The Wrecker

Page 92

Of the nature of our task, I must continue to give some summary idea. The forecastle was lumbered with ship's chandlery, the hold nigh full of rice, the lazarette crowded with the teas and silks. These must all be dug out; and that made but a fraction of our task. The hold was ceiled throughout; a part, where perhaps some delicate cargo was once stored, had been lined, in addition, with inch boards; and between every beam there was a movable panel into the bilge. Any of these, the bulkheads of the cabins, the very timbers of the hull itself, might be the place of hiding. It was therefore necessary to demolish, as we proceeded, a great part of the ship's inner skin and fittings, and to auscultate what remained, like a doctor sounding for a lung disease. Upon the return, from any beam or bulkhead, of a flat or doubtful sound, we must up axe and hew into the timber: a violent and--from the amount of dry rot in the wreck--a mortifying exercise. Every night saw a deeper inroad into the bones of the Flying Scud--more beams tapped and hewn in splinters, more planking peeled away and tossed aside --and every night saw us as far as ever from the end and object of our arduous devastation. In this perpetual disappointment, my courage did not fail me, but my spirits dwindled; and Nares himself grew silent and morose. At night, when supper was done, we passed an hour in the cabin, mostly without speech: I, sometimes dozing over a book; Nares, sullenly but busily drilling sea-shells with the instrument called a Yankee Fiddle. A stranger might have supposed we were estranged; as a matter of fact, in this silent comradeship of labour, our intimacy grew.

I had been struck, at the first beginning of our enterprise upon the wreck, to find the men so ready at the captain's lightest word. I dare not say they liked, but I can never deny that they admired him thoroughly. A mild word from his mouth was more valued than flattery and half a dollar from myself; if he relaxed at all from his habitual attitude of censure, smiling alacrity surrounded him; and I was led to think his theory of captainship, even if pushed to excess, reposed upon some ground of reason. But even terror and admiration of the captain failed us before the end. The men wearied of the hopeless, unremunerative quest and the long strain of labour. They began to shirk and grumble. Retribution fell on them at once, and retribution multiplied the grumblings. With every day it took harder driving to keep them to the daily drudge; and we, in our narrow boundaries, were kept conscious every moment of the ill-will of our assistants.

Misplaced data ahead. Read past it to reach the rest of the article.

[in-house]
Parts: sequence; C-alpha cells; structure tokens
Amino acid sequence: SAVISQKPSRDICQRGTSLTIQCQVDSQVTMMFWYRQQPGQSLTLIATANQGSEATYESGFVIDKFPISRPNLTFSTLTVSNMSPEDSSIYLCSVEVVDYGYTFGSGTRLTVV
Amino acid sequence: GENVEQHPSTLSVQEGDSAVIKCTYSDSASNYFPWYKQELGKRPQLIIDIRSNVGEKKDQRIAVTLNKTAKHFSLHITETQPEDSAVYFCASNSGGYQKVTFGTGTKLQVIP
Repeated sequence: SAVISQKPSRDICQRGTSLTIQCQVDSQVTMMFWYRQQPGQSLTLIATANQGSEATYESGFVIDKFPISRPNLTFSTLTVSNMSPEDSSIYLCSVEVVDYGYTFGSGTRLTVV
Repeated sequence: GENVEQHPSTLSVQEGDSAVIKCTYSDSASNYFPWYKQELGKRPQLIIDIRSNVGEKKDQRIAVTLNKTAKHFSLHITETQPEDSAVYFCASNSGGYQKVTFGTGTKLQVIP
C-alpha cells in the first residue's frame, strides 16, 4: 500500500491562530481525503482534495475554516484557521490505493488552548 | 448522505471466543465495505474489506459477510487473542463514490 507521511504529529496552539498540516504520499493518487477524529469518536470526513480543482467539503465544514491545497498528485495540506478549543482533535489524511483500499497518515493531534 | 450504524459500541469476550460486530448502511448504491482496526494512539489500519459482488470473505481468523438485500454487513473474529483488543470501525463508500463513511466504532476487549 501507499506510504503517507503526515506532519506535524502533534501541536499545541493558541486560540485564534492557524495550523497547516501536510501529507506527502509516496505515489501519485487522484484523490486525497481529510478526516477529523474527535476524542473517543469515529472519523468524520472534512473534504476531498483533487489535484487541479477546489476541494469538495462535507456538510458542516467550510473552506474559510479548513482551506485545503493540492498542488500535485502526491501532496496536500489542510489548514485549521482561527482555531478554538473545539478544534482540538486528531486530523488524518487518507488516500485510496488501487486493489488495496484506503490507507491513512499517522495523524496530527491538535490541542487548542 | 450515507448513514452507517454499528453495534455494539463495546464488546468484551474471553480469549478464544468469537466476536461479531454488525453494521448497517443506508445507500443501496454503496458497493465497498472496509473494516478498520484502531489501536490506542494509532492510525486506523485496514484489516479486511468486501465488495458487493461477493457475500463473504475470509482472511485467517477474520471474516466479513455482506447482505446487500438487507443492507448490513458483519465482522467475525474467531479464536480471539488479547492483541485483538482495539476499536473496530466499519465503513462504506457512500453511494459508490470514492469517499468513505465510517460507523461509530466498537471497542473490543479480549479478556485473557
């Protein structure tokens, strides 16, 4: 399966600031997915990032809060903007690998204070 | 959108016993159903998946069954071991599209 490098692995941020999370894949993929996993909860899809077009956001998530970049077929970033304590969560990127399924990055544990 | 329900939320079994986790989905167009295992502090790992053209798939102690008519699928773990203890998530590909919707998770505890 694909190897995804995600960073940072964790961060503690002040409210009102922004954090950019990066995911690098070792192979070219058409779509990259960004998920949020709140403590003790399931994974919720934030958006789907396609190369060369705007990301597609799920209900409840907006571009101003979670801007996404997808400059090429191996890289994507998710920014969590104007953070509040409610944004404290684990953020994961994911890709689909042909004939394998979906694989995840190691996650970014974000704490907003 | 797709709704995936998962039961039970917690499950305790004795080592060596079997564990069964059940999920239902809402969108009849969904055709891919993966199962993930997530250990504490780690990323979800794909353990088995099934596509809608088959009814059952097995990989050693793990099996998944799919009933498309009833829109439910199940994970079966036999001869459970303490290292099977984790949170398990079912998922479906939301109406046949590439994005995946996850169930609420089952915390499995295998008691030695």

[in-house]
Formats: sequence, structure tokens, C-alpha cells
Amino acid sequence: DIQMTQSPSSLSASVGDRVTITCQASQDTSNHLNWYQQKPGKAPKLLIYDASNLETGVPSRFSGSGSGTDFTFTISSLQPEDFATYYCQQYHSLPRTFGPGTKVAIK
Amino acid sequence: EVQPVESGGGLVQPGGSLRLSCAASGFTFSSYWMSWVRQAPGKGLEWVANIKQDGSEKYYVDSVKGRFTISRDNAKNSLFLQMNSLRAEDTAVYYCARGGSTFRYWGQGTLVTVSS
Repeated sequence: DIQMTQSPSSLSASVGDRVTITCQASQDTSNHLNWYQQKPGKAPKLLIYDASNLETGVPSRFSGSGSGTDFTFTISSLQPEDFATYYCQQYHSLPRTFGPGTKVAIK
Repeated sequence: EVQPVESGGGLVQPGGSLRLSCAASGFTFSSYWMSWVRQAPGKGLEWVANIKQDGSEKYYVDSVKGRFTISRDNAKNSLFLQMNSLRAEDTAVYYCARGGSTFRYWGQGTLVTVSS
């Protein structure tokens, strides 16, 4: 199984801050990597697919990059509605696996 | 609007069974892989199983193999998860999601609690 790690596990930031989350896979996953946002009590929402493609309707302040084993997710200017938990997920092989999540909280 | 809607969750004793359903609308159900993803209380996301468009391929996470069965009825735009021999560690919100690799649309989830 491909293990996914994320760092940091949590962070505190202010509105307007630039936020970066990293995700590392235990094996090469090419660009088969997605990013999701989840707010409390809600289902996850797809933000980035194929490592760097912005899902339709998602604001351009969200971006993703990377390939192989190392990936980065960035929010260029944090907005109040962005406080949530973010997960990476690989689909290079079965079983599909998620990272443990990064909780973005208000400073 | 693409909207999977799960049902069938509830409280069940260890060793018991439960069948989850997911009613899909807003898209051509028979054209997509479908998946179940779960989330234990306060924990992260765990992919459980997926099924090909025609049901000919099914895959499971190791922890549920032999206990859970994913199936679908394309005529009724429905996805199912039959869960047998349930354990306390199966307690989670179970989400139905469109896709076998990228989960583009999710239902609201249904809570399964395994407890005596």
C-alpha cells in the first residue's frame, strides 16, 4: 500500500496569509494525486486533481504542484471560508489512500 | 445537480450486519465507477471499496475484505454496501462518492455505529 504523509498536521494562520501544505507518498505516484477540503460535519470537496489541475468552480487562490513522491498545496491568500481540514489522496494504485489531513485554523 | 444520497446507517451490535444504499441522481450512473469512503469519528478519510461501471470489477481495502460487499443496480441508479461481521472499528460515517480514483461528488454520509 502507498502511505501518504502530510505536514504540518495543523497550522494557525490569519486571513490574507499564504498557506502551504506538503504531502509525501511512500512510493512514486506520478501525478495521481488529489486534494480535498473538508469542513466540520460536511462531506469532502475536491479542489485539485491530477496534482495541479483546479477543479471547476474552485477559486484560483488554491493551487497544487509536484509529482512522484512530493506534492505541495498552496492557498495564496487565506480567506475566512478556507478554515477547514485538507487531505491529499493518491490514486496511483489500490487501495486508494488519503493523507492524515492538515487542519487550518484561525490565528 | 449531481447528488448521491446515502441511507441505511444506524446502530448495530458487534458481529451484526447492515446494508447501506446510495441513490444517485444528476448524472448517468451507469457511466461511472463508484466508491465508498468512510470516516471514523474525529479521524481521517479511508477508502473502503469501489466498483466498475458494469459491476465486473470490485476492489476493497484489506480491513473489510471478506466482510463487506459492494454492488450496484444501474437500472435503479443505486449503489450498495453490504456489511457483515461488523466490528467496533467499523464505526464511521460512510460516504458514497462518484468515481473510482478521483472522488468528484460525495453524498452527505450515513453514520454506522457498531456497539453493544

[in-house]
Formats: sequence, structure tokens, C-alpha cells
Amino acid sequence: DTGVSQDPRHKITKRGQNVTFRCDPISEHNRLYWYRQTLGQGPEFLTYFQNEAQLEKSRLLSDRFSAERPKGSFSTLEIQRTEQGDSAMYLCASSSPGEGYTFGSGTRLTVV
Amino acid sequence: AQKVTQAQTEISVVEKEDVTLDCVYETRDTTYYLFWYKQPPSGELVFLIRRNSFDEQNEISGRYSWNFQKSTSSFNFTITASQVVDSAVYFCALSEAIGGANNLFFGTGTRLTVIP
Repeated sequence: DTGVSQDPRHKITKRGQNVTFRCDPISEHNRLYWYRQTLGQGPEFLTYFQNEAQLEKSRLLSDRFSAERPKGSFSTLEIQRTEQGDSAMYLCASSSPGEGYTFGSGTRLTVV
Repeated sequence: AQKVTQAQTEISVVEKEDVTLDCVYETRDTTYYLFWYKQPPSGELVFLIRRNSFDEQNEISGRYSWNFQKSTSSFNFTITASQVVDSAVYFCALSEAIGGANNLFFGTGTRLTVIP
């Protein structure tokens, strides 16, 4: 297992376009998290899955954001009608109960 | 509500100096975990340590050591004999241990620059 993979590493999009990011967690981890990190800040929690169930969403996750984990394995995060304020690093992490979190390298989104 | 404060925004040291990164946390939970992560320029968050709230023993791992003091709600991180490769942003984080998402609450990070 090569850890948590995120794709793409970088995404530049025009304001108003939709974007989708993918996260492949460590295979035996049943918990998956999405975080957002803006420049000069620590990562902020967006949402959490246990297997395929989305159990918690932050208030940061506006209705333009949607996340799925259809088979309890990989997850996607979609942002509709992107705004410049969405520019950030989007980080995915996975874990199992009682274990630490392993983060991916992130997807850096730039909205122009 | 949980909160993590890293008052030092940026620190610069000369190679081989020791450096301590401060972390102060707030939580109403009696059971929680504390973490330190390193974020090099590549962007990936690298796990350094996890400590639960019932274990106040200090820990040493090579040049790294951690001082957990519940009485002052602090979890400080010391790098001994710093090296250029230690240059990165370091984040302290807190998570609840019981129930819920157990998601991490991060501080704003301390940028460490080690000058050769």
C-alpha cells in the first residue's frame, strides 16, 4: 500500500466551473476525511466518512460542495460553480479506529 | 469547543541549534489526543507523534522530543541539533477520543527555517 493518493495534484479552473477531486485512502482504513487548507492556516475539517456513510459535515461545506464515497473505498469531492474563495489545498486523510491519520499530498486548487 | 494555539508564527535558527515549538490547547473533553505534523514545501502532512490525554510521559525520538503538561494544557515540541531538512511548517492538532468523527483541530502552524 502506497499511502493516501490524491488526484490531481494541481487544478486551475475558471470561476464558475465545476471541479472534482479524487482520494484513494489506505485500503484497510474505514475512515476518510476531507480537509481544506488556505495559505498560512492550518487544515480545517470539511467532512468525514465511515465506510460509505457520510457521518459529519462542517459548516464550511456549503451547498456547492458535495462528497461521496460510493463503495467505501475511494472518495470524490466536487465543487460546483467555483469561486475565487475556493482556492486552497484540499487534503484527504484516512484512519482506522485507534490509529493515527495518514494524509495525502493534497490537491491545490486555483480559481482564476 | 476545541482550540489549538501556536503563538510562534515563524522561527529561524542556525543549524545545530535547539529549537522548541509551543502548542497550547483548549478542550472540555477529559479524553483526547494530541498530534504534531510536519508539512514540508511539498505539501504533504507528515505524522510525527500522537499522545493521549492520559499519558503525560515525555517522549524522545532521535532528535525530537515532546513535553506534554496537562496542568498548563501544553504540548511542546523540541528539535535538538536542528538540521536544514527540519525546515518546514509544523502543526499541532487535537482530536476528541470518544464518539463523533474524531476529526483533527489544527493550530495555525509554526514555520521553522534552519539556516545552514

In spite of the best care, the object of our search was perfectly well known to all on board; and there had leaked out besides some knowledge of those inconsistencies that had so greatly amazed the captain and myself. I could overhear the men debate the character of Captain Trent, and set forth competing theories of where the opium was stowed; and as they seemed to have been eavesdropping on ourselves, I thought little shame to prick up my ears when I had the return chance of spying upon them, in this way. I could diagnose their temper and judge how far they were informed upon the mystery of the Flying Scud. It was after having thus overheard some almost mutinous speeches that a fortunate idea crossed my mind. At night, I matured it in my bed, and the first thing the next morning, broached it to the captain.

"Suppose I spirit up the hands a bit," I asked, "by the offer of a reward?"

"If you think you're getting your month's wages out of them the way it is, I don't," was his reply. "However, they are all the men you've got, and you're the supercargo."

This, from a person of the captain's character, might be regarded as complete adhesion; and the crew were accordingly called aft. Never had the captain worn a front more menacing. It was supposed by all that some misdeed had been discovered, and some surprising punishment was to be announced.

"See here, you!" he threw at them over his shoulder as he walked the deck, "Mr. Dodd here is going to offer a reward to the first man who strikes the opium in that wreck. There's two ways of making a donkey go; both good, I guess: the one's kicks and the other's carrots. Mr. Dodd's going to try the carrots. Well, my sons,"--and here he faced the men for the first time with his hands behind him--"if that opium's not found in five days, you can come to me for the kicks."

He nodded to the present narrator, who took up the tale. "Here is what I propose, men," said I: "I put up one hundred and fifty dollars. If any man can lay hands on the stuff right away, and off his own club, he shall have the hundred and fifty down. If any one can put us on the scent of where to look, he shall have a hundred and twenty-five, and the balance shall be for the lucky one who actually picks it up. We'll call it the Pinkerton Stakes, captain," I added, with a smile.

Robert Louis Stevenson
Classic Literature Library

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